Tidung people

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Tidung people
Tidong
تيدوڠ
Baloyrumahkhastidung.JPG
A traditional Tidung house, baloy from North Kalimantan, Indonesia.
Total population
76,000 [1]
Regions with significant populations
Flag of Malaysia.svg  Malaysia
28,515 (Sabah) [2]

Flag of Indonesia.svg  Indonesia
27,000 (North Kalimantan) [3]


Languages
Tidong languages (Nonukan Tidong language, Sesayap Tidong language, also Indonesian/Malaysian/Filipino
Religion
Islam
Related ethnic groups
Banjarese, Bakumpai, Bulungan, Kutai, Murut, Lun Bawang/Lundayeh, Paser

The Tidung, Tidong (Jawi: تيدوڠ) are a native group originating from northeastern part of Borneo and surrounding small islands. They live on both sides of the border of Malaysia and Indonesia. [1]

Tidung speak Tidong language, a North Bornean language. [4] The Tidong are traditionally farmers practising slash-and-burn agriculture. Some are ocean fishermen. They grow sweet potatoes, cassava, lentils, fruits, and vegetables. Their farming methods are often accused of being the main cause of forest fires in Kalimantan.

The rise of the Muslim Tidung Sultanate molded the ethnogenesis character of the Tidung people. They collectively known as a Malayalised Dayak (Indonesian: Dayak berbudaya Melayu or Dayak-Melayu) people of Kalimantan similar to other native Muslim coastal Borneo groups, such as the Bulungan, Kutainese, Banjarese and Paserese people. Most Tidungese people perceived themselves as Malay due to the stronger self-affiliation with the Malay-Muslim identity.

Etymology

The term tidung in Tarakan language of the Tidung people literally means "hill" or "hill people". As with many other tribes of the Malay Archipelago, the term tidung is a collective term used to describe many closely related indigenous groups. The different groups of Tidung people describe themselves in all cases as Tidung people, however, they are summarized by modern ethnology as a common people group due to similarities in cultural and religious traditions. [5]

Settlement areas

The traditional territories of the Tidung people are at the Sembakung River, North Kalimantan and Sibuku River of their headwaters to the estuary north of Tarakan Island, Indonesia thence along the coast; south to the river-mouth of Bolongan River and northward up to Tawau, Sabah, Malaysia including Cowie Harbour. An enclave of Tidung people located at Labuk River, opposite the city of Klagan. [5]

Demographics

For Malaysia in the state of Sabah, the census of 2010 (Census 2010) indicates a population of 28,515 Tidong. [2] Whereas, Tidung people in other states have no statistical relevance.

For Indonesia, the population of the Tidung people is estimated about 27,000 in the year of 2007. [3]

Language

Tidung among the languages of Kalimantan (orange #59, top) Languages of Kalimantan.svg
Tidung among the languages of Kalimantan (orange #59, top)

The Tidung language spoken by the Tidung people is also part of other Murutic language, which in turn belongs to the Western Malayo-Polynesian languages. [6] The Tidung language is spoken in different dialects, namely:- [7]

Writing system

Prior to present-day Roman writing system, the Tidung people used Jawi script in their writings.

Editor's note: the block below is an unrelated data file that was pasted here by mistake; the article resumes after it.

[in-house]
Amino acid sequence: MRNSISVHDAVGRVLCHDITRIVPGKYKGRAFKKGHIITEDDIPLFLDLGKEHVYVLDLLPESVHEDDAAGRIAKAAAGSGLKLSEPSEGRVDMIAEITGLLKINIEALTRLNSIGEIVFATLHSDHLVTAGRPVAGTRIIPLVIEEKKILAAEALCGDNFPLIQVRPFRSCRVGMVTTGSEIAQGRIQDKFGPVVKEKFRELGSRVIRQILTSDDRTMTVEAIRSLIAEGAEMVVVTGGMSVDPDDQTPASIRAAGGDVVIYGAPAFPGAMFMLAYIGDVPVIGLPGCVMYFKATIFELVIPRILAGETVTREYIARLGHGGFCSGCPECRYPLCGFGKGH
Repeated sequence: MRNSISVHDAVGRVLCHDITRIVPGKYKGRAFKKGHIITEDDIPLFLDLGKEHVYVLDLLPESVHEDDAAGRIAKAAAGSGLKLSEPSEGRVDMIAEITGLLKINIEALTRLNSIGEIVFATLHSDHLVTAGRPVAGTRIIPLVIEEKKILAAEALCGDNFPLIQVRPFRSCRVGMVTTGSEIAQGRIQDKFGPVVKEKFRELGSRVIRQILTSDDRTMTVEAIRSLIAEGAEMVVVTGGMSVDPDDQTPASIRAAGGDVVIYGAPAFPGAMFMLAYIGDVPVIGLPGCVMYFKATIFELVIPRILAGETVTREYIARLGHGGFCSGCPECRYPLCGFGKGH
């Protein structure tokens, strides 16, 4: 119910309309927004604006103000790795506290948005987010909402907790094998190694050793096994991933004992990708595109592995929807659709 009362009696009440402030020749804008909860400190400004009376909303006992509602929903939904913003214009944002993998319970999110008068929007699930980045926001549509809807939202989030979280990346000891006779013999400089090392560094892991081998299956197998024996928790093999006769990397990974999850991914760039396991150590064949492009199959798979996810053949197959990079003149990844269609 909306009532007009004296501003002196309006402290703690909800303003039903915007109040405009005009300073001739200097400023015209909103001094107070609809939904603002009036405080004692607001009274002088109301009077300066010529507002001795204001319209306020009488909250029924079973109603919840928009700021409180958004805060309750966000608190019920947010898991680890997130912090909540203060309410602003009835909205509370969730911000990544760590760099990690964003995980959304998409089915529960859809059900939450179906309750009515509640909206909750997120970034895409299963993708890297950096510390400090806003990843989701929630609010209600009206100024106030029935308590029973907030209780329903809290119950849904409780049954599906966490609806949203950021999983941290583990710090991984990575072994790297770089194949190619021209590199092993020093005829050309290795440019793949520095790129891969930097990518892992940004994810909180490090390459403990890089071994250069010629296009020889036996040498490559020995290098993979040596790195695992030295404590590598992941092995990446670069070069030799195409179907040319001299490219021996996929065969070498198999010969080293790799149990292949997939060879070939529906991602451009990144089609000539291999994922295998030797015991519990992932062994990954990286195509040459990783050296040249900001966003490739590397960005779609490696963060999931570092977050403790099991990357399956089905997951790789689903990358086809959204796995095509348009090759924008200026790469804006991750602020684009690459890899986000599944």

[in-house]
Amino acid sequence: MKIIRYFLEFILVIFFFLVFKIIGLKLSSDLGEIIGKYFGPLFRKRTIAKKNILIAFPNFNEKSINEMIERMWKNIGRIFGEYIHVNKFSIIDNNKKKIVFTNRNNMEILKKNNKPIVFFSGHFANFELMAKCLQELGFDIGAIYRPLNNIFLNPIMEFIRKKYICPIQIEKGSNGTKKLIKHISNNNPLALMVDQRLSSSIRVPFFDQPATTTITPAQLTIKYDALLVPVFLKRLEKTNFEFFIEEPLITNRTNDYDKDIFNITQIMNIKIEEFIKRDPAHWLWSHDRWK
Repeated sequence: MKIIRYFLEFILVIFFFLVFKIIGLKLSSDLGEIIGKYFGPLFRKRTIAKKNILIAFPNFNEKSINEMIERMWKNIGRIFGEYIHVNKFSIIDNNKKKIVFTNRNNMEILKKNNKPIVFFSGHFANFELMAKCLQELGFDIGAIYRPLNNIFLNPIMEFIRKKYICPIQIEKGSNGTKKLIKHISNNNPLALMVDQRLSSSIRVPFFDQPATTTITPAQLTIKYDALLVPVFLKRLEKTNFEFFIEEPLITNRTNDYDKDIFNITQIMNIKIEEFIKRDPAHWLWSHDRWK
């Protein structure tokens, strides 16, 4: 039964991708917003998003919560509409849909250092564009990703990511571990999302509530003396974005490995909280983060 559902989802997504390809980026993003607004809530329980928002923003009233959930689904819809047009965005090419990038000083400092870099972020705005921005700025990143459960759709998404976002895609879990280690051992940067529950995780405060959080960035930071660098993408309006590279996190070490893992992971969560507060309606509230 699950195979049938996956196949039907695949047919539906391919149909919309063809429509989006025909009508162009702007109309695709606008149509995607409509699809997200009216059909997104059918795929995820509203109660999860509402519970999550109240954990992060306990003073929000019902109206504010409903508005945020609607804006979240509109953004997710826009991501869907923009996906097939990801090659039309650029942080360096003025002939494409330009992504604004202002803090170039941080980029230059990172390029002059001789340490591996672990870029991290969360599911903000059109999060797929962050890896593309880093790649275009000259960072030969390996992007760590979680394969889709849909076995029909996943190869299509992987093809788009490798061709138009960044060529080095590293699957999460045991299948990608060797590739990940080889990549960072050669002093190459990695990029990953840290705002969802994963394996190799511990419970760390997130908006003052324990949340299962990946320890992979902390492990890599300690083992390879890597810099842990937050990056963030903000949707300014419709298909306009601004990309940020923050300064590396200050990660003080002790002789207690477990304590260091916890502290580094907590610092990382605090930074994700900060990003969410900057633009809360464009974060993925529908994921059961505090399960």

Folktales and Fables

Among the Tidung folktale includes:

Related Research Articles

Malay language Austronesian language of Southeast Asia

Malay is an Austronesian language officially spoken in Indonesia, Brunei, Malaysia and Singapore and unofficially spoken in East Timor and parts of Thailand. It is spoken by 290 million people across the Malay world.

Dayak people Indigenous ethnic group of Borneo

The Dayak or Dyak or Dayuh are one of the native groups of Borneo. It is a loose term for over 200 riverine and hill-dwelling ethnic groups, located principally in the central and southern interior of Borneo, each with its own dialect, customs, laws, territory, and culture, although common distinguishing traits are readily identifiable. Dayak languages are categorised as part of the Austronesian languages. The Dayak were animist in belief; however, since the 19th century there has been mass conversion to Christianity as well as Islam due to the spreading of foreign religions.

The Malaysian language or Malaysian Malay, is the name regularly applied to the standardized form of Malay language used in Malaysia. Constitutionally, however, the official language of Malaysia is stated as "Malay", but the term "Malaysian" or Bahasa Malaysia is used on official contexts from time to time. Malaysian is standardized from the Johore-Riau dialect of Malay. It is spoken by much of the Malaysian population, although most learn a vernacular form of Malay or other native language first. Malay is a compulsory subject in primary and secondary schools.

Bidayuh Ethnic group from Borneo

Bidayuh is the collective name for several indigenous groups found in southern Sarawak, Malaysia and northern West Kalimantan, Indonesia, on the island of Borneo, which are broadly similar in language and culture. The name Bidayuh means 'inhabitants of land'. Originally from the western part of Borneo, the collective name Land Dayak was first used during the period of Rajah James Brooke, the White Rajah of Sarawak. At times, they were also lesser referred to as Klemantan people. They constitute one of the main indigenous groups in Sarawak and West Kalimantan and live in towns and villages around Kuching and Serian in the Malaysian state of Sarawak, while in the Indonesian province of West Kalimantan they are mainly concentrated in the northern Sanggau Regency. In Sarawak, most of Bidayuh population can be found within 40 km of the geographical area known as Greater Kuching, within the Kuching and Serian Division. They are the second-largest Dayak ethnic group in Sarawak after the Iban and one of the major Dayak tribes in West Kalimantan.

Murut people

The Murut are an indigenous ethnic group, comprising 29 sub-ethnic groups inhabiting the northern inland regions of Borneo. The Murutic languages are a family of half a dozen closely related Austronesian languages. The Murut can be found mainly in Sabah, Malaysia including in Sarawak, Malaysia, Brunei, and Kalimantan, Indonesia.

Kedayan

The Kedayan are an ethnic group residing in Brunei, Labuan, Sabah, and parts of Sarawak on the island of Borneo. According to the Language and Literature Bureau of Brunei, the Kedayan language is spoken by about 30,000 people in Brunei, and it has been claimed that there are a further 46,500 speakers in Sabah and 37,000 in Sarawak. In Sabah the Kedayan mainly live in the cities of Sipitang, Beaufort, Kuala Penyu and Papar. In Sarawak the Kedayans mostly reside in Lawas, Limbang, Miri and the Subis area. The Kedayan people are also regarded as a sub-ethnic group of the Klemantan Dayak people.